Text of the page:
Age related macular degeneration.
One of the ways to avoid loss of vision is early preventive care. The earlier it’s detected the better the chances of avoiding loss of vision.
Going for regular vision appointments at least every two years.
Keeping a healthy diet.
Exercising more frequently
Physical exams to check for diabetes and high blood pressure
And if seniors are already experiencing some loss of vision, here are some tips that can make a difference around their homes:
Installing proper lighting around the home is helpful
Using braille, audio tapes and reading large font books.
Labeling important thing around the home.
Removing clutters around the home.
Finally, getting in touch with nonprofit organizations involved with seniors affected by loss of vision can greatly help. Examples of such organizations are : Pennsylvania association for the blind (www.pablind.org) ,American solution for the blind (www.afb.org).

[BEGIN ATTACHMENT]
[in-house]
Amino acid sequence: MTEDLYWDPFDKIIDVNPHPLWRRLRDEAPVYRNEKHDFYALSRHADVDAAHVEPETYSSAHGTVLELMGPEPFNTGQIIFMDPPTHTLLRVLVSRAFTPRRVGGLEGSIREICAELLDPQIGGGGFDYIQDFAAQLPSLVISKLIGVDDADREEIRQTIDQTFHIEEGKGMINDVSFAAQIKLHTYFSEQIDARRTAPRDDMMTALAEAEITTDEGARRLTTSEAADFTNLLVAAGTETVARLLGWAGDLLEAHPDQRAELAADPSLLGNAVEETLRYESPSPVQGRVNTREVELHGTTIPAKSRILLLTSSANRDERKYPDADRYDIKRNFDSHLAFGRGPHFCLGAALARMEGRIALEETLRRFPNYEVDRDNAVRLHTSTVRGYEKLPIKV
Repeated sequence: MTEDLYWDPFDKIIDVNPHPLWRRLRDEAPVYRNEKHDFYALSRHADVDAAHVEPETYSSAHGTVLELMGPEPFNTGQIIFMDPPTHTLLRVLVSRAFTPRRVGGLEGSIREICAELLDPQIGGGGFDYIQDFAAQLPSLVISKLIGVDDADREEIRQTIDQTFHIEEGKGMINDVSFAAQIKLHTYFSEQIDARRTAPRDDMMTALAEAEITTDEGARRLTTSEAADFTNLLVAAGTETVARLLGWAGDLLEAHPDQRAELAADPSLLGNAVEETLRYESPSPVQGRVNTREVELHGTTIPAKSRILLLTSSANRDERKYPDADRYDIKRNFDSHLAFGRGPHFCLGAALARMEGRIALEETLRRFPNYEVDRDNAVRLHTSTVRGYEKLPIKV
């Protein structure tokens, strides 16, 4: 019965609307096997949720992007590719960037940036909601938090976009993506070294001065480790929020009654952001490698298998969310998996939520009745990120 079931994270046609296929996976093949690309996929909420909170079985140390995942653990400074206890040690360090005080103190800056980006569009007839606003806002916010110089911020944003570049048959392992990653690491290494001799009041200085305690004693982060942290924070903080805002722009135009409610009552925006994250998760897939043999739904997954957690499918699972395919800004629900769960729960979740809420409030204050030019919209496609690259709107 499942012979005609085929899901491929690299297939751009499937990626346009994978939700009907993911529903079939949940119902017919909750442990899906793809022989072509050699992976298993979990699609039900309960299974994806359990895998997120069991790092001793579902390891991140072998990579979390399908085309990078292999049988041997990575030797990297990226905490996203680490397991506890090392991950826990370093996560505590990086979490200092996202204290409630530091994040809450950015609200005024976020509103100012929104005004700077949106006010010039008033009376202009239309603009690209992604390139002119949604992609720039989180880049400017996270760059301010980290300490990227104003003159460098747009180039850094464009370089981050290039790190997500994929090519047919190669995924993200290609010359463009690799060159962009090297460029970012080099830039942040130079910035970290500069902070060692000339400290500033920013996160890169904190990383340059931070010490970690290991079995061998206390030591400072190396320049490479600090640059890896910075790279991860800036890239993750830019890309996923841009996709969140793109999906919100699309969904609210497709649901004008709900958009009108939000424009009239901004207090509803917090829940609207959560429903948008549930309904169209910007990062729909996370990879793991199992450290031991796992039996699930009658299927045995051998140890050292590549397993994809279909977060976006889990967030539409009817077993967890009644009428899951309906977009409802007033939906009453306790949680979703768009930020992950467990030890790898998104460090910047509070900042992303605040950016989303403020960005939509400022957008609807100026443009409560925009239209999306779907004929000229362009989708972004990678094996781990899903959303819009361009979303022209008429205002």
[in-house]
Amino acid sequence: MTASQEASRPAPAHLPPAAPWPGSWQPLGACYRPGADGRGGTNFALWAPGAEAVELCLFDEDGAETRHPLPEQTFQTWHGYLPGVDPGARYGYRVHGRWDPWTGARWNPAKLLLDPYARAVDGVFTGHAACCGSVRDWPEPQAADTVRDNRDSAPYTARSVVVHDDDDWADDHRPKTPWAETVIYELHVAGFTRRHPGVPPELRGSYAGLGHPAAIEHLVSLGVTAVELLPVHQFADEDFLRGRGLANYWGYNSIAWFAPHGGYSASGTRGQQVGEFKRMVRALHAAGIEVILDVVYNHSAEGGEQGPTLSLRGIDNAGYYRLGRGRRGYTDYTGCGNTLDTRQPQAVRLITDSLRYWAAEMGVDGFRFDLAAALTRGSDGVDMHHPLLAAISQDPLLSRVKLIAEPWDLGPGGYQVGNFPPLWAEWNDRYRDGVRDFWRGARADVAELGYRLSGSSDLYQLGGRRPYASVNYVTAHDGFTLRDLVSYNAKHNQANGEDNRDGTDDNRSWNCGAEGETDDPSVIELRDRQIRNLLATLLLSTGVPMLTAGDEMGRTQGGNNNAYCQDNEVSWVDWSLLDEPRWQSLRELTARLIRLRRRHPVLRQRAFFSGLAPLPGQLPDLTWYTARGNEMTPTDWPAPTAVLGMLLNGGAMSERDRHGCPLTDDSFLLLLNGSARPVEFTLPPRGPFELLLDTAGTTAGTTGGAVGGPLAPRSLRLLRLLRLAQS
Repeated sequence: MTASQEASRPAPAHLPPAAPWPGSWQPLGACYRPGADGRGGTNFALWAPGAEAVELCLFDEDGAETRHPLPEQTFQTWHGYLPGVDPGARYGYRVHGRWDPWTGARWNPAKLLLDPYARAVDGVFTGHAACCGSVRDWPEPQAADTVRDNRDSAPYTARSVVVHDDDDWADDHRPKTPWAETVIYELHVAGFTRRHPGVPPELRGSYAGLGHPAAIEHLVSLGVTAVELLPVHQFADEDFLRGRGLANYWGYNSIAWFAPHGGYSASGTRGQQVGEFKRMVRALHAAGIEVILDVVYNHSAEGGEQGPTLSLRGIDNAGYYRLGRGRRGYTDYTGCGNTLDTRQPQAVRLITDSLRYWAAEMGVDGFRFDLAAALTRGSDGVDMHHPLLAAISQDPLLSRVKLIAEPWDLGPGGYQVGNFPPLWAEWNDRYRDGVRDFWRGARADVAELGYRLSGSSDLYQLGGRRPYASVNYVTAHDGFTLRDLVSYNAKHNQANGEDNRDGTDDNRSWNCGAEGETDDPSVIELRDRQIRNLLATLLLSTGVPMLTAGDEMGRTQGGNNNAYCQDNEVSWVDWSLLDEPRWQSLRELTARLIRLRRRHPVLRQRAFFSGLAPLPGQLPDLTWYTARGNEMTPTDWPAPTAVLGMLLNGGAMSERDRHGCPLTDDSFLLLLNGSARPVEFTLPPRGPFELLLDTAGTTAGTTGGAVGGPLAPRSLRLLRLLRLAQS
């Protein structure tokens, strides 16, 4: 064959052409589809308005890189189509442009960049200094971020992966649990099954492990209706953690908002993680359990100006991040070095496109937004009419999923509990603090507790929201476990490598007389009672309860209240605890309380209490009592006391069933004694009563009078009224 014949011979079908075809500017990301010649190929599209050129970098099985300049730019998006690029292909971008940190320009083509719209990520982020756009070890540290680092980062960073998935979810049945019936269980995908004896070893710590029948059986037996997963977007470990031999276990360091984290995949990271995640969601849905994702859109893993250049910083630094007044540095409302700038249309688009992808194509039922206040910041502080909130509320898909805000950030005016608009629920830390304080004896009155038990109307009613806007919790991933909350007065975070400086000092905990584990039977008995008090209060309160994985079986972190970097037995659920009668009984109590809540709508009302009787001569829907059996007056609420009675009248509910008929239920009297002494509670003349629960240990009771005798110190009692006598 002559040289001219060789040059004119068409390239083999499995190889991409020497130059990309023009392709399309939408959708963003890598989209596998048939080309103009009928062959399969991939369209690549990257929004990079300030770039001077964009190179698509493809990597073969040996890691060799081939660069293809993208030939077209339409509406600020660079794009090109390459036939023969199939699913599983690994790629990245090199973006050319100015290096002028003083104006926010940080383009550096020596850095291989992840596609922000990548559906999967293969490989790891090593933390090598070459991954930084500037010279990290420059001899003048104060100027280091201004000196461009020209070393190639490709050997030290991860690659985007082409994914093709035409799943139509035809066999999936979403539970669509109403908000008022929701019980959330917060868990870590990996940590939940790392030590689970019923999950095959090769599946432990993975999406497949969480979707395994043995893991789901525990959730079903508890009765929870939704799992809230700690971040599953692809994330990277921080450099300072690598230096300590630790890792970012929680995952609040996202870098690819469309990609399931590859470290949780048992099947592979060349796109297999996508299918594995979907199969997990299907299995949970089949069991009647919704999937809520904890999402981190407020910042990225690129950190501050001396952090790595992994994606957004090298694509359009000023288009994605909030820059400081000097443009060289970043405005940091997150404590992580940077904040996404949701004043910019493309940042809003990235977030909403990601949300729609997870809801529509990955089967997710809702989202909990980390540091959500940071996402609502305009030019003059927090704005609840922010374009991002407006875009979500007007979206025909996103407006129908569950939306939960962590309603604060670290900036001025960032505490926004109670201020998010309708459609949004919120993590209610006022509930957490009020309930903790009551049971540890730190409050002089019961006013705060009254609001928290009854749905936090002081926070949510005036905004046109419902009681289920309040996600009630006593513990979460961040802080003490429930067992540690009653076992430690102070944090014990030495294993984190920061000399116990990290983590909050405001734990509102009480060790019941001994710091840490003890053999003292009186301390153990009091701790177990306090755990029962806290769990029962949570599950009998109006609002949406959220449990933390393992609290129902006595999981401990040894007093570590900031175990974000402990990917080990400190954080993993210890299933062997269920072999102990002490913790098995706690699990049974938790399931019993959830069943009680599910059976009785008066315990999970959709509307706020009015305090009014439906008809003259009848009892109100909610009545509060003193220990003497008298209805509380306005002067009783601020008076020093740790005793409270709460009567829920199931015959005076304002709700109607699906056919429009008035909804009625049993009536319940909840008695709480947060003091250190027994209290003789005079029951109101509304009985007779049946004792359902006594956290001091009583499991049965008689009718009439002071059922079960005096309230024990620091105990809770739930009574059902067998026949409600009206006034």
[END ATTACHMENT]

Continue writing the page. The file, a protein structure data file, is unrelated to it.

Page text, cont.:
Aging in place for seniors means being able to live wherever they choose to and still get the best quality of life in every aspect of their lives for as long as they can. Studies from so many surveys have shown that a lot of seniors desire to stay and live in their own homes for the rest of their lives.
Aging in place requires a lot of planning and as every senior prepares for these changes, it is highly important for them to consider the changes that will happen to them and the impacts this changes will have on their lives.
Seniors experience both Physical and mental changes which include :
Loss of Vision
Loss of Hearing
Loss of Calcium (also known as Osteoporosis )
Increased risk of illnesses such as Diabetes, Heart disease, Hypertension and arthritis
We will be discussing more on how these changes occur and affect seniors. Also, looking at the various tips and approach every caregiver needs to know about to make life easier and more meaningful for every senior that comes their way.